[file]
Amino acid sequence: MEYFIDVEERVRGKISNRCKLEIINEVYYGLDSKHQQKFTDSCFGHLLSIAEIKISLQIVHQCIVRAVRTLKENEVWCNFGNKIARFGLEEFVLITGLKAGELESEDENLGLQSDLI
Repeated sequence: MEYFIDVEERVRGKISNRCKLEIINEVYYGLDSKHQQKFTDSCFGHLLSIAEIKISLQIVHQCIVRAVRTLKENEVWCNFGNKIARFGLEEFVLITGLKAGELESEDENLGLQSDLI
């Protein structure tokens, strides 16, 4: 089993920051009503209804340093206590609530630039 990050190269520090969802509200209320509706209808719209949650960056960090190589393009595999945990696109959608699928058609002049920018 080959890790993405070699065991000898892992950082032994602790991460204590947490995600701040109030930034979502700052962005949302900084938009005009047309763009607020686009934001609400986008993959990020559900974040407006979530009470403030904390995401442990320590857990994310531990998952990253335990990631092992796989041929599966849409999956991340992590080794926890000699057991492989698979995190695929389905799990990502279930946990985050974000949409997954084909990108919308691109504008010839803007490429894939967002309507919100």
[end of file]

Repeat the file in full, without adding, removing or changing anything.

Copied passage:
Amino acid sequence: MEYFIDVEERVRGKISNRCKLEIINEVYYGLDSKHQQKFTDSCFGHLLSIAEIKISLQIVHQCIVRAVRTLKENEVWCNFGNKIARFGLEEFVLITGLKAGELESEDENLGLQSDLI
Repeated sequence: MEYFIDVEERVRGKISNRCKLEIINEVYYGLDSKHQQKFTDSCFGHLLSIAEIKISLQIVHQCIVRAVRTLKENEVWCNFGNKIARFGLEEFVLITGLKAGELESEDENLGLQSDLI
């Protein structure tokens, strides 16, 4: 089993920051009503209804340093206590609530630039 990050190269520090969802509200209320509706209808719209949650960056960090190589393009595999945990696109959608699928058609002049920018 080959890790993405070699065991000898892992950082032994602790991460204590947490995600701040109030930034979502700052962005949302900084938009005009047309763009607020686009934001609400986008993959990020559900974040407006979530009470403030904390995401442990320590857990994310531990998952990253335990990631092992796989041929599966849409999956991340992590080794926890000699057991492989698979995190695929389905799990990502279930946990985050974000949409997954084909990108919308691109504008010839803007490429894939967002309507919100």